|Independence Day blog art by Third Shift Media. Copyright 2014.|
But did you know that Jefferson made his most valuable contribution to the world when he returned to the U.S. from France in 1789?
It seems that while in Europe, Jefferson developed quite a gourmet palette. He was so enamored with pasta noodles, that he brought the first "Maccaroni" maker back with him to America. He didn't invent the commercial production of pasta -- that credit goes to a Frenchman from Brooklyn, New York -- but he did, in fact, submit a Patent Application for a pasta maker of his own design. Below is a reprint of the patent art including his submission notes. I've transcribed the notes for easier reading. I had to smile at his description of the extruder plates. He was a genius!!
Today, July 4th, while Americans celebrate the birth of the country for which Jefferson is a fundamental figure, his contribution of a "Maccaroni" machine, is cause for polyclayers to celebrate all over the world. I suggest a moment of silence or quiet gesture of thanks for a man whose good taste continues to make life better for all of us.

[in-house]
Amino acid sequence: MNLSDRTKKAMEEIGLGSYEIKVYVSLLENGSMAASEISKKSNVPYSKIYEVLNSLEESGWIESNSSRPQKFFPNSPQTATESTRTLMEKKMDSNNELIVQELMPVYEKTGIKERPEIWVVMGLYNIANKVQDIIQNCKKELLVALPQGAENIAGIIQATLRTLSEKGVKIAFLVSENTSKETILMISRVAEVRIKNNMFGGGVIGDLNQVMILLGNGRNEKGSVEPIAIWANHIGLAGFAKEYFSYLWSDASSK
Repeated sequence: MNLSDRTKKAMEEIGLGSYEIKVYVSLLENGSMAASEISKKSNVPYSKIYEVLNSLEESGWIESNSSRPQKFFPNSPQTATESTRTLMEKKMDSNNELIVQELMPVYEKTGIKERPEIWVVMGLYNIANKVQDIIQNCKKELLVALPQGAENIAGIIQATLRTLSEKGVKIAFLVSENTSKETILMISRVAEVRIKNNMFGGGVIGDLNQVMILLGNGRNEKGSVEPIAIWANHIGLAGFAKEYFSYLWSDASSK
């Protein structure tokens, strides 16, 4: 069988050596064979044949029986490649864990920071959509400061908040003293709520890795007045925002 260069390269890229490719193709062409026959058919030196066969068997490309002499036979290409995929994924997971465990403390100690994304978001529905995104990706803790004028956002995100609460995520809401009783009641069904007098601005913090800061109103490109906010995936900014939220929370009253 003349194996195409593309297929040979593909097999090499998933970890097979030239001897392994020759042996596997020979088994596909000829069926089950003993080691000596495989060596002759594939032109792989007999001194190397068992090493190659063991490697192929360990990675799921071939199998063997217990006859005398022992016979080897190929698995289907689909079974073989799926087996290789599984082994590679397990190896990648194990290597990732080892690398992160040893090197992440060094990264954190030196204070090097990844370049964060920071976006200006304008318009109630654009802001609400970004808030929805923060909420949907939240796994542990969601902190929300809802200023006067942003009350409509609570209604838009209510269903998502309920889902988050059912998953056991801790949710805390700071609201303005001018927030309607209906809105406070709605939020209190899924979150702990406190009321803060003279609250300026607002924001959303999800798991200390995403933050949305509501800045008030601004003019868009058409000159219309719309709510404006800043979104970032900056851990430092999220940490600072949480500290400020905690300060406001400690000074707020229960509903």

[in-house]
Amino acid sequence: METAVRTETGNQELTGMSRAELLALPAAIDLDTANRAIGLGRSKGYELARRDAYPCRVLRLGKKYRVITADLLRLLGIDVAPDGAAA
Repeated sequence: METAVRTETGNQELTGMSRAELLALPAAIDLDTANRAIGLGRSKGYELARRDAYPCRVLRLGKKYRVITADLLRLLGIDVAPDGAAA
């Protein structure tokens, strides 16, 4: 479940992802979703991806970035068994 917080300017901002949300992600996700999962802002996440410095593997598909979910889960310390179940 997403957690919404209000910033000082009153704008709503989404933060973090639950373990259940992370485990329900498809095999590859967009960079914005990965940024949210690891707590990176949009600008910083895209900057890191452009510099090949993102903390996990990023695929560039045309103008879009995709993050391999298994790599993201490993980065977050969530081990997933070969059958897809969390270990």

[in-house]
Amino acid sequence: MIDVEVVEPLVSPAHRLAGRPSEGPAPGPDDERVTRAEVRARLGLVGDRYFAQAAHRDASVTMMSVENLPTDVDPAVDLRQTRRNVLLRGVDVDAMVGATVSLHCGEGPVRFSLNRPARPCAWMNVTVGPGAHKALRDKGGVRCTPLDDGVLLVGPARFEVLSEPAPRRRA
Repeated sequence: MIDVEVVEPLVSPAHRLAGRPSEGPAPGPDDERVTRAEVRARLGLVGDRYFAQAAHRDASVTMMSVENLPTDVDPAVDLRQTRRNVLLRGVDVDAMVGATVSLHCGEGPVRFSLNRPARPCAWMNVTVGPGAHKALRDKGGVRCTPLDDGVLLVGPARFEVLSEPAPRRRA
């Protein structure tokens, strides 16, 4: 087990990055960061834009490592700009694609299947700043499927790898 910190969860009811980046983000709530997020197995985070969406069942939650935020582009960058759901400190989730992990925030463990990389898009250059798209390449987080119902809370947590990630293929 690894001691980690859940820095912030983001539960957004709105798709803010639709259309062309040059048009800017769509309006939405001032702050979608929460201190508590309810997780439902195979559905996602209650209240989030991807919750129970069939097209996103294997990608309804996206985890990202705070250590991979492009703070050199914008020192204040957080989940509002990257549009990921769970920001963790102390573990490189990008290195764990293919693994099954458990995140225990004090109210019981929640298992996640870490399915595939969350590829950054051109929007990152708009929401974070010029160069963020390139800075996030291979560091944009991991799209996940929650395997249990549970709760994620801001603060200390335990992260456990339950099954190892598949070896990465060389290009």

The best Maccaroni in Italy is made with a particular sort of flour called Semola, in Naples: but in almost every shop a different sort of flour is commonly used; for, provided the flour be of a good quality, not ground extremely fine, it will always do very well. A paste is made with flour, water and less yeast than is used for making bread. This paste is then put, by little at a time, vir. about 5 or 6th each time into a round iron box ABC. The under part of which is perforated with holes, through which the paste when pressed by the screw DEF, comes out, and forms the Maccaroni g.g.g. which, when sufficiently long, are cut & spread to dry. The screw is turned by a lever inserted into the hole K, of which there are 4 or 6, it is evident that on turning the screw one way, the cylindrical part E which fits the iron box or mortar perfectly well, must press upon the paste and must force it out of the holes. ILM is a long wooden frame, properly fastened to the wall, floor & ceiling of the room. N.O. is a figure, on a larger scale, of some of the holes in the iron plate, where all the black is solid, and the rest open. The real plate has a great many holes, and is screwed to the box or mortar: or rather there is a set of plates which may be changed at will, with holes of different shapes & sizes for the different sorts of Maccaroni.